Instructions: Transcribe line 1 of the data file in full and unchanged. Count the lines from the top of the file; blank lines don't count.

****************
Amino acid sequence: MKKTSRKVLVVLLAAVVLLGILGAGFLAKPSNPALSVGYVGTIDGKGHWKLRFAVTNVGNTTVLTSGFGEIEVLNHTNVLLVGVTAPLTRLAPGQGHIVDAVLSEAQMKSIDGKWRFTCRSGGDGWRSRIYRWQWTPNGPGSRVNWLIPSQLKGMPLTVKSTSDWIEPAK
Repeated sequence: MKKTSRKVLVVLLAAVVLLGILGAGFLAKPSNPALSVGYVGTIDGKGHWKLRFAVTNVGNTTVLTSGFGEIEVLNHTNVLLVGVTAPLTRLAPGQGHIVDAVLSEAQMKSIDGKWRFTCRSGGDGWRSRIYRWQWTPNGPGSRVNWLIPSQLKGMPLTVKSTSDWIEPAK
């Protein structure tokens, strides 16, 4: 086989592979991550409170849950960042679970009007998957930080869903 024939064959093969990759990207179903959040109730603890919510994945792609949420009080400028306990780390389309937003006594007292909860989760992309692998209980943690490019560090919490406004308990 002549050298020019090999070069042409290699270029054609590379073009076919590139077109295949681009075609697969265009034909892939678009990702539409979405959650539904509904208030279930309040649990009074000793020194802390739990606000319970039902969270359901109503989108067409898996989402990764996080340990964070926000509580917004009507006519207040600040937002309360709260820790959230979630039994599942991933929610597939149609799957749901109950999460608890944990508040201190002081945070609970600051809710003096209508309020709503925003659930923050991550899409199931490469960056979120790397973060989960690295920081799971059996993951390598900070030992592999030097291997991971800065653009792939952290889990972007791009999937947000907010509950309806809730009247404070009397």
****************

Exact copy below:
Amino acid sequence: MKKTSRKVLVVLLAAVVLLGILGAGFLAKPSNPALSVGYVGTIDGKGHWKLRFAVTNVGNTTVLTSGFGEIEVLNHTNVLLVGVTAPLTRLAPGQGHIVDAVLSEAQMKSIDGKWRFTCRSGGDGWRSRIYRWQWTPNGPGSRVNWLIPSQLKGMPLTVKSTSDWIEPAK